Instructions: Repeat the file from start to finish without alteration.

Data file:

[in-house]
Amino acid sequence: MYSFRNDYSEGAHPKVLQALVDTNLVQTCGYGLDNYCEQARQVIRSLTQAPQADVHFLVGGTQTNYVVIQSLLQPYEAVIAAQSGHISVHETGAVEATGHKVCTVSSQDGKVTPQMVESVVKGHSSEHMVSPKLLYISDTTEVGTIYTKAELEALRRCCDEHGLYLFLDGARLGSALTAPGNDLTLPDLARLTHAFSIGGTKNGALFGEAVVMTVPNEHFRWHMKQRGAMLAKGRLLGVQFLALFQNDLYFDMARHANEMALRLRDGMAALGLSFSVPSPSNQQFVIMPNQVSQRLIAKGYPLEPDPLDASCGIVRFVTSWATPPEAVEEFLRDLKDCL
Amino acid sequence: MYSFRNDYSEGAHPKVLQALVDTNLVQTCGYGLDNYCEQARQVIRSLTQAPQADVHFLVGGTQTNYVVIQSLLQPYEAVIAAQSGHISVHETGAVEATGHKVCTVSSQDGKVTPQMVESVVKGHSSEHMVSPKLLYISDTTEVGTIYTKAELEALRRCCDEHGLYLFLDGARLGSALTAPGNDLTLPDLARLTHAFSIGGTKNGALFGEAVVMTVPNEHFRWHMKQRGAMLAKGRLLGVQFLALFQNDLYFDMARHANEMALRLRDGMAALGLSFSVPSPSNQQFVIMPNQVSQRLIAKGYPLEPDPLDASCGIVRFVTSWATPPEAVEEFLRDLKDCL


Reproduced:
[in-house]
Amino acid sequence: MYSFRNDYSEGAHPKVLQALVDTNLVQTCGYGLDNYCEQARQVIRSLTQAPQADVHFLVGGTQTNYVVIQSLLQPYEAVIAAQSGHISVHETGAVEATGHKVCTVSSQDGKVTPQMVESVVKGHSSEHMVSPKLLYISDTTEVGTIYTKAELEALRRCCDEHGLYLFLDGARLGSALTAPGNDLTLPDLARLTHAFSIGGTKNGALFGEAVVMTVPNEHFRWHMKQRGAMLAKGRLLGVQFLALFQNDLYFDMARHANEMALRLRDGMAALGLSFSVPSPSNQQFVIMPNQVSQRLIAKGYPLEPDPLDASCGIVRFVTSWATPPEAVEEFLRDLKDCL
Amino acid sequence: MYSFRNDYSEGAHPKVLQALVDTNLVQTCGYGLDNYCEQARQVIRSLTQAPQADVHFLVGGTQTNYVVIQSLLQPYEAVIAAQSGHISVHETGAVEATGHKVCTVSSQDGKVTPQMVESVVKGHSSEHMVSPKLLYISDTTEVGTIYTKAELEALRRCCDEHGLYLFLDGARLGSALTAPGNDLTLPDLARLTHAFSIGGTKNGALFGEAVVMTVPNEHFRWHMKQRGAMLAKGRLLGVQFLALFQNDLYFDMARHANEMALRLRDGMAALGLSFSVPSPSNQQFVIMPNQVSQRLIAKGYPLEPDPLDASCGIVRFVTSWATPPEAVEEFLRDLKDCL